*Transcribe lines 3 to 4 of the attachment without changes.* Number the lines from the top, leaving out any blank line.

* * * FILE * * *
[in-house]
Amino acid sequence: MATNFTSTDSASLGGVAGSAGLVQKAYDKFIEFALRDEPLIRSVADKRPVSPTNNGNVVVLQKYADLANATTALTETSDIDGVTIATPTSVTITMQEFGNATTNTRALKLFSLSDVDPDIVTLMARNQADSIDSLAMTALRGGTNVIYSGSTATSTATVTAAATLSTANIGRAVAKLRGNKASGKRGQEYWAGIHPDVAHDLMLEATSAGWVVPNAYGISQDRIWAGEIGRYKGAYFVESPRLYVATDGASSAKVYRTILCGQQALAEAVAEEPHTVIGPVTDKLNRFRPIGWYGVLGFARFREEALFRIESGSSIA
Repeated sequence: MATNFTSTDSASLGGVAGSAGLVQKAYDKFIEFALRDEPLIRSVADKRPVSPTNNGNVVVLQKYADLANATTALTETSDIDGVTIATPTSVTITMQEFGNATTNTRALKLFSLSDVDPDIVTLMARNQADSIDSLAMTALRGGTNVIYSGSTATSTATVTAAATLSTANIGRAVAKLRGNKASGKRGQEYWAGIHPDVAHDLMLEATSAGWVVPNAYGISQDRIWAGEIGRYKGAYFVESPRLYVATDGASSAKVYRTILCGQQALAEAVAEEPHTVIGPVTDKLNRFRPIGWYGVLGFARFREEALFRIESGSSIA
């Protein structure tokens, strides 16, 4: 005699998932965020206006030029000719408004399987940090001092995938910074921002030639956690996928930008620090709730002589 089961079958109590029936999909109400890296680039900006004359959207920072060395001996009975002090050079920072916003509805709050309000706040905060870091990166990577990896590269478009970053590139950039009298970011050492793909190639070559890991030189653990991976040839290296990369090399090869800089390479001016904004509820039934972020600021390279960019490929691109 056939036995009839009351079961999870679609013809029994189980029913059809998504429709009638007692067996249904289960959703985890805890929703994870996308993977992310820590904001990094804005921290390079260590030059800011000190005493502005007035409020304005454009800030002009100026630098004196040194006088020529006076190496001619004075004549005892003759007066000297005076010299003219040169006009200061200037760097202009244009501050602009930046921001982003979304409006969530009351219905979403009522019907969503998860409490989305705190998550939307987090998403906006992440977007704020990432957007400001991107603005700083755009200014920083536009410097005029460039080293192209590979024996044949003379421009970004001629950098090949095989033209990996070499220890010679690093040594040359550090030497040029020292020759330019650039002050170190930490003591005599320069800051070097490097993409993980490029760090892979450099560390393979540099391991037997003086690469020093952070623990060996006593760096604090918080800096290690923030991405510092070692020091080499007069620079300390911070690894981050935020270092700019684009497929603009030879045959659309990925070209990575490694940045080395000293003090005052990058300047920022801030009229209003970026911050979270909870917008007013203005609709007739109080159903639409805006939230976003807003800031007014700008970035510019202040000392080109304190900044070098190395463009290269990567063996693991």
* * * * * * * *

Repeated sequence: MATNFTSTDSASLGGVAGSAGLVQKAYDKFIEFALRDEPLIRSVADKRPVSPTNNGNVVVLQKYADLANATTALTETSDIDGVTIATPTSVTITMQEFGNATTNTRALKLFSLSDVDPDIVTLMARNQADSIDSLAMTALRGGTNVIYSGSTATSTATVTAAATLSTANIGRAVAKLRGNKASGKRGQEYWAGIHPDVAHDLMLEATSAGWVVPNAYGISQDRIWAGEIGRYKGAYFVESPRLYVATDGASSAKVYRTILCGQQALAEAVAEEPHTVIGPVTDKLNRFRPIGWYGVLGFARFREEALFRIESGSSIA
């Protein structure tokens, strides 16, 4: 005699998932965020206006030029000719408004399987940090001092995938910074921002030639956690996928930008620090709730002589 089961079958109590029936999909109400890296680039900006004359959207920072060395001996009975002090050079920072916003509805709050309000706040905060870091990166990577990896590269478009970053590139950039009298970011050492793909190639070559890991030189653990991976040839290296990369090399090869800089390479001016904004509820039934972020600021390279960019490929691109 056939036995009839009351079961999870679609013809029994189980029913059809998504429709009638007692067996249904289960959703985890805890929703994870996308993977992310820590904001990094804005921290390079260590030059800011000190005493502005007035409020304005454009800030002009100026630098004196040194006088020529006076190496001619004075004549005892003759007066000297005076010299003219040169006009200061200037760097202009244009501050602009930046921001982003979304409006969530009351219905979403009522019907969503998860409490989305705190998550939307987090998403906006992440977007704020990432957007400001991107603005700083755009200014920083536009410097005029460039080293192209590979024996044949003379421009970004001629950098090949095989033209990996070499220890010679690093040594040359550090030497040029020292020759330019650039002050170190930490003591005599320069800051070097490097993409993980490029760090892979450099560390393979540099391991037997003086690469020093952070623990060996006593760096604090918080800096290690923030991405510092070692020091080499007069620079300390911070690894981050935020270092700019684009497929603009030879045959659309990925070209990575490694940045080395000293003090005052990058300047920022801030009229209003970026911050979270909870917008007013203005609709007739109080159903639409805006939230976003807003800031007014700008970035510019202040000392080109304190900044070098190395463009290269990567063996693991």